Apple and Android are battling for control of your phone, your tablet, and now your car.
Last month, Apple rolled out CarPlay, a way to make calls, send and receive messages, and get directions from your vehicle, while minimizing distractions. Rather than have drivers sneak a peek at their phones, the system uses voice commands and a screen built into the dashboard. Google has laid the groundwork for a similar in-car program, which it hopes to deploy soon.
Both plans – and the myriad schemes from carmakers themselves – implicitly accept that drivers want to stay connected even when they probably shouldn't be. Two-thirds of Americans say they use their mobile phones while behind the wheel, according to the AAA Foundation for Traffic Safety in Washington. One in 4 drivers admits to sending texts or e-mails, even though nearly everyone (96 percent) agrees that doing so is a serious safety threat.
These new phone-to-car connections aim to at least make the process less distracting, but car shoppers should think twice before buying a vehicle with these new features. Car manufacturers still need to iron out some issues.
To get CarPlay up and running, you'll need two things: an iPhone 5 or newer model and a vehicle with the necessary hardware. By the end of the year, Apple's system will work with specific vehicles from Ferrari, Mercedes-Benz, and Volvo, with 13 additional manufacturers promising CarPlay integration down the road.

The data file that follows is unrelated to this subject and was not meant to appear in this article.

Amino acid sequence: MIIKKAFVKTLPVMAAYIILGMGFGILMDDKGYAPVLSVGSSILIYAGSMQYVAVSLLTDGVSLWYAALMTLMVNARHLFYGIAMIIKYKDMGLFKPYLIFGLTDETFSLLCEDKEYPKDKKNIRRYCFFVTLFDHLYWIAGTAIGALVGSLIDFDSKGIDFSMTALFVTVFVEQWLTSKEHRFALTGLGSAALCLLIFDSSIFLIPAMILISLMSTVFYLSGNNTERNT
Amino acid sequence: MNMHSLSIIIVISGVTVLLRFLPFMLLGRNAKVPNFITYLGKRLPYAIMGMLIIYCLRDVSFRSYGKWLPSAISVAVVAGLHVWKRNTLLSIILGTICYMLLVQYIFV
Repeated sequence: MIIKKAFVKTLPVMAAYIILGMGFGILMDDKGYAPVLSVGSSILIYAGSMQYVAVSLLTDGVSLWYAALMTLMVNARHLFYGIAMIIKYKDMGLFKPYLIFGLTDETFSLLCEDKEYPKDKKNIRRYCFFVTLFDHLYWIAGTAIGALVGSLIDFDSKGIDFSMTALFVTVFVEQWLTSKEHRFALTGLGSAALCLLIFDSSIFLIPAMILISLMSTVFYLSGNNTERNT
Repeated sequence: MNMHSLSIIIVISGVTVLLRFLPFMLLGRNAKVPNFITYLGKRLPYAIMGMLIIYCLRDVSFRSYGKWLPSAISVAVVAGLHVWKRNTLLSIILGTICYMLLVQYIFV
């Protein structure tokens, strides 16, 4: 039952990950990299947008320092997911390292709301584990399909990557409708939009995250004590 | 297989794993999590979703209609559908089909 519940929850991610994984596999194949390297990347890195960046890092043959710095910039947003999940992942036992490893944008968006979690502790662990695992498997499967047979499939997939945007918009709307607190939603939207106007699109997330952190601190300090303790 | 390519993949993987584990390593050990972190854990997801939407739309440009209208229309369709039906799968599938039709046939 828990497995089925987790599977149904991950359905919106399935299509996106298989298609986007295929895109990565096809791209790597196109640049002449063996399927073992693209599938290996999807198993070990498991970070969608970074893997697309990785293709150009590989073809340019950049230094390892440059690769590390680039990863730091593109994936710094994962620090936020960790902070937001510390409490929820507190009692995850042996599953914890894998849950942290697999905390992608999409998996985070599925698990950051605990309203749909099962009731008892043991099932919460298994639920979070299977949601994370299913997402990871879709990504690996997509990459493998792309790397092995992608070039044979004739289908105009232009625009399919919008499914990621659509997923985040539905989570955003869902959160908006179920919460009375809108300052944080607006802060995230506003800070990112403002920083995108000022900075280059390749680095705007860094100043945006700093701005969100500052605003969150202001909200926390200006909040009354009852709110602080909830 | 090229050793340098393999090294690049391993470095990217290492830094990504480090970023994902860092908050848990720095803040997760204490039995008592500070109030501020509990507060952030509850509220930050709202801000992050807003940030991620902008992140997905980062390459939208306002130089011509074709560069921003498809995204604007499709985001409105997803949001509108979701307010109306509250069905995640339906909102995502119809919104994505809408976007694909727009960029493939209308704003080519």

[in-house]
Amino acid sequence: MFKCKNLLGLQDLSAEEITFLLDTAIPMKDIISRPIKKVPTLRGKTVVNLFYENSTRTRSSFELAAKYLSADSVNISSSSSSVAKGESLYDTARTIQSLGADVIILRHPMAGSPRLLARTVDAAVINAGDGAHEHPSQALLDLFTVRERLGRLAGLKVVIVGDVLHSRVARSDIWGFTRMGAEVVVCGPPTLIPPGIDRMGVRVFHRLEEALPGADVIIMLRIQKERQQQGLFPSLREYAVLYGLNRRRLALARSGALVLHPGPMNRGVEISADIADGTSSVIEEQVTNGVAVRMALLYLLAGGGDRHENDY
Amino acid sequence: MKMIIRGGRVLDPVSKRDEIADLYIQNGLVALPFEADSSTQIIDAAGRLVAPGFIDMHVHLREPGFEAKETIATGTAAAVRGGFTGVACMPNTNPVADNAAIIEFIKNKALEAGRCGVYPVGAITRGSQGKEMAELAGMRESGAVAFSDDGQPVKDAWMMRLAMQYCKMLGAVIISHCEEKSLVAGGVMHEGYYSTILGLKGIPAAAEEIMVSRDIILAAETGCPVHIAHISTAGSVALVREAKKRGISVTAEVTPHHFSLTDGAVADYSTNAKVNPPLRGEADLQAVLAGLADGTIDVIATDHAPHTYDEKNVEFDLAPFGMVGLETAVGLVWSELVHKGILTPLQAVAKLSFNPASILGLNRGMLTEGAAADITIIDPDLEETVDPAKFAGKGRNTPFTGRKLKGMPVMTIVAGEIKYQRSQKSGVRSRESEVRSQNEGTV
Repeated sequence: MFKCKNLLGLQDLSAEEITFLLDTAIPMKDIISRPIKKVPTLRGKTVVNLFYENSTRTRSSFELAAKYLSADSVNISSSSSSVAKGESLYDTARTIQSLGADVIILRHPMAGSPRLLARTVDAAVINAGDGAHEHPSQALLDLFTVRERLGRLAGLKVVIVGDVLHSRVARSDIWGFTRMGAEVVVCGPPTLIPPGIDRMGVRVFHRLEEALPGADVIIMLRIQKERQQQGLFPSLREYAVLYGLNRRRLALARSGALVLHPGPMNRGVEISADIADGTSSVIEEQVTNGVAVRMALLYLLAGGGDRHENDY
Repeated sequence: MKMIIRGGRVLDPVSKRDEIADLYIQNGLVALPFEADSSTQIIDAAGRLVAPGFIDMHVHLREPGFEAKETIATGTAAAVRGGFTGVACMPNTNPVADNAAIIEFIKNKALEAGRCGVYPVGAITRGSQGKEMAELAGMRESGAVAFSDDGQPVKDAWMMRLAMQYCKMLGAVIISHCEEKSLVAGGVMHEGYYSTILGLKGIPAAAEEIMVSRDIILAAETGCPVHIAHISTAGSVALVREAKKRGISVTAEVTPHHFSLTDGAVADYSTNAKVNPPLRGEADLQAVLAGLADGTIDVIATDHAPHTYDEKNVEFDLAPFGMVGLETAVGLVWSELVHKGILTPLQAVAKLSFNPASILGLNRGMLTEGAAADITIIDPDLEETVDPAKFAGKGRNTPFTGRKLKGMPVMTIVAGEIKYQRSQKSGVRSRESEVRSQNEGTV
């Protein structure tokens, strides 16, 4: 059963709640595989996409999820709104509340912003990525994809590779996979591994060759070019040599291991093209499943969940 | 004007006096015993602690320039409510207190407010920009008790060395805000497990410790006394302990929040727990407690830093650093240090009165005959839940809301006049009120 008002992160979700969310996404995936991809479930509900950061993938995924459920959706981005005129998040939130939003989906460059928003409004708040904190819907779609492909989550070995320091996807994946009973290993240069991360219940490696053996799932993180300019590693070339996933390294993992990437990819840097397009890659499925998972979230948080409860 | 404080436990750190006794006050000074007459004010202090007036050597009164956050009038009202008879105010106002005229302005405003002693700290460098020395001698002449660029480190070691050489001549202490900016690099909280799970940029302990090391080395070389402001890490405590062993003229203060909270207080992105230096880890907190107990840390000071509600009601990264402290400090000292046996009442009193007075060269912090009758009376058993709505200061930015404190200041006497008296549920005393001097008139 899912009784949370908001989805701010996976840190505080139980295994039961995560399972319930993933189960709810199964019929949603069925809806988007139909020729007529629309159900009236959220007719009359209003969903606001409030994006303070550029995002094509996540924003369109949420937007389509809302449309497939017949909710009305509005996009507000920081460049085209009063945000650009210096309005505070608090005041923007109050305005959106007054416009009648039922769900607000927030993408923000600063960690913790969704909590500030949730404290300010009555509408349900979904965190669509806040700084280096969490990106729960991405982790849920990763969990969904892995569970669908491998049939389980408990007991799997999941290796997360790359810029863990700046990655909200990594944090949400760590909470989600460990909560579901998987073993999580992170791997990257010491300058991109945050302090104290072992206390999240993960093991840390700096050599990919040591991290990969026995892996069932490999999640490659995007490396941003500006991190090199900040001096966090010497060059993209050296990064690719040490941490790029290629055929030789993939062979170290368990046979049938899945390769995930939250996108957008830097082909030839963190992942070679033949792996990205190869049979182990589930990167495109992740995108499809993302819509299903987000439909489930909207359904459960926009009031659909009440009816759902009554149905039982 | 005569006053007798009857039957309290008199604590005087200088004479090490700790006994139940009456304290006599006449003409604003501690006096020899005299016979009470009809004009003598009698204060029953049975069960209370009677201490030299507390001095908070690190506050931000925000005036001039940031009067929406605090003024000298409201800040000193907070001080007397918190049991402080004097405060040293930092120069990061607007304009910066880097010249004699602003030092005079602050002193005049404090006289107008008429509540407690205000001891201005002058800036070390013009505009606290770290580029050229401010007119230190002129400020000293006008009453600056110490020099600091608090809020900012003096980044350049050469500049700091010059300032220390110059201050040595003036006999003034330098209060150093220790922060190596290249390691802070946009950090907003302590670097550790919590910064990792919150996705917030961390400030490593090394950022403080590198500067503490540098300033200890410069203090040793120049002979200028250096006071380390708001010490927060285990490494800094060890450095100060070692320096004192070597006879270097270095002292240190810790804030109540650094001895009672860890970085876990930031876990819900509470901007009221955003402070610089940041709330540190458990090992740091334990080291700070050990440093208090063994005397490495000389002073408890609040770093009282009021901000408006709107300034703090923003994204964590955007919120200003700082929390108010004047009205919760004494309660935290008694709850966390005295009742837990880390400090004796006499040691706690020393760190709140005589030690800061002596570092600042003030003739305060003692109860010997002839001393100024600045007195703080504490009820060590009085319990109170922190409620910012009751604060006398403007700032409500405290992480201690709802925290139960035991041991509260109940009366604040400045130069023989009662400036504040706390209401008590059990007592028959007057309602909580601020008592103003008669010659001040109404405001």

CarPlay vehicles have a digital dashboard, which is essentially just a computer monitor for your phone. This car-mounted screen draws all its information and Internet connection from the phone. If you forget your iPhone at home, the vehicle will still function normally, but none of the CarPlay features will work.
This configuration is a smart move. The average vehicle on American roads lasts 11.4 years, according to market research firm Polk in Southfield, Mich. Meanwhile, most smart phones turn over every other year. If automakers had tried to build smart phone components into their cars, the vehicles likely would have been obsolete before they even left the lots. By relying on the phones themselves, Apple can update the software without updating the cars.
Drivers must plug their iPhones into the cars using Apple's Lightning connector, the smaller-sized plug that replaced Apple's classic 30-pin connector in 2012. People using CarPlay better hope that if Apple changes the plug size again, the new standard will be compatible with their car – and that they will want to own an iPhone for as long as they own the car. (Remember: The original iPhone debuted only seven years ago.)
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